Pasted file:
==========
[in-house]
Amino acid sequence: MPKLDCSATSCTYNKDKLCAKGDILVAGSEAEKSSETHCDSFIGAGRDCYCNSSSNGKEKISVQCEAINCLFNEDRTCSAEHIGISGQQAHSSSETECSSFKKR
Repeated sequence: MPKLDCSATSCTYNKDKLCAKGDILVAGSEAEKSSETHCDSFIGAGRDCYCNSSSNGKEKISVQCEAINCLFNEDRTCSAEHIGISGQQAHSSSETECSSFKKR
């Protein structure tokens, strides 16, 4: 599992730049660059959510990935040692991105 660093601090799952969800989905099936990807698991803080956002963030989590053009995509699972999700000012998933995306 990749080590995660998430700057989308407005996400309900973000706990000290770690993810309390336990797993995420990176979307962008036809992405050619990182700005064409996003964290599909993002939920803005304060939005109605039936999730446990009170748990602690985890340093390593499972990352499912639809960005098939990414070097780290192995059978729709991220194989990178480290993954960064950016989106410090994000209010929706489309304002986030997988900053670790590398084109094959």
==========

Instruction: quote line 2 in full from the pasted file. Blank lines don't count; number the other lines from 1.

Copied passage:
Amino acid sequence: MPKLDCSATSCTYNKDKLCAKGDILVAGSEAEKSSETHCDSFIGAGRDCYCNSSSNGKEKISVQCEAINCLFNEDRTCSAEHIGISGQQAHSSSETECSSFKKR